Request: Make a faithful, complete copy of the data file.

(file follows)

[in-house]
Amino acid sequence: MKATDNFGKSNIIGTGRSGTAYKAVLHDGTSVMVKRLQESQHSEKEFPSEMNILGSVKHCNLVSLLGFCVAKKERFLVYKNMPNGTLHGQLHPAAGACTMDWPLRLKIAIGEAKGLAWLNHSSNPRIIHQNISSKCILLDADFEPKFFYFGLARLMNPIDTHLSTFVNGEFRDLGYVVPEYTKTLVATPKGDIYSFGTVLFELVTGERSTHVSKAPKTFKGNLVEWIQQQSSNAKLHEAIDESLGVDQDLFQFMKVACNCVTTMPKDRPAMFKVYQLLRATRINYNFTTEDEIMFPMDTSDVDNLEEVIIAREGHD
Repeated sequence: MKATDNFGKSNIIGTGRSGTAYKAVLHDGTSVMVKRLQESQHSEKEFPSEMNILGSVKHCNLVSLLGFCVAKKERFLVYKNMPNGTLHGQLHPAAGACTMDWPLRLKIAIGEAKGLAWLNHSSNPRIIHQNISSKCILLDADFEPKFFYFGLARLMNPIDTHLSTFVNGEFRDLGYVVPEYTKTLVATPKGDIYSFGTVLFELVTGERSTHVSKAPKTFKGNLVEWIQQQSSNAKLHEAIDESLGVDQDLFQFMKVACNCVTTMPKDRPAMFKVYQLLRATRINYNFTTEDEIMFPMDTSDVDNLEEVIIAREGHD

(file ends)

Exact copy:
[in-house]
Amino acid sequence: MKATDNFGKSNIIGTGRSGTAYKAVLHDGTSVMVKRLQESQHSEKEFPSEMNILGSVKHCNLVSLLGFCVAKKERFLVYKNMPNGTLHGQLHPAAGACTMDWPLRLKIAIGEAKGLAWLNHSSNPRIIHQNISSKCILLDADFEPKFFYFGLARLMNPIDTHLSTFVNGEFRDLGYVVPEYTKTLVATPKGDIYSFGTVLFELVTGERSTHVSKAPKTFKGNLVEWIQQQSSNAKLHEAIDESLGVDQDLFQFMKVACNCVTTMPKDRPAMFKVYQLLRATRINYNFTTEDEIMFPMDTSDVDNLEEVIIAREGHD
Repeated sequence: MKATDNFGKSNIIGTGRSGTAYKAVLHDGTSVMVKRLQESQHSEKEFPSEMNILGSVKHCNLVSLLGFCVAKKERFLVYKNMPNGTLHGQLHPAAGACTMDWPLRLKIAIGEAKGLAWLNHSSNPRIIHQNISSKCILLDADFEPKFFYFGLARLMNPIDTHLSTFVNGEFRDLGYVVPEYTKTLVATPKGDIYSFGTVLFELVTGERSTHVSKAPKTFKGNLVEWIQQQSSNAKLHEAIDESLGVDQDLFQFMKVACNCVTTMPKDRPAMFKVYQLLRATRINYNFTTEDEIMFPMDTSDVDNLEEVIIAREGHD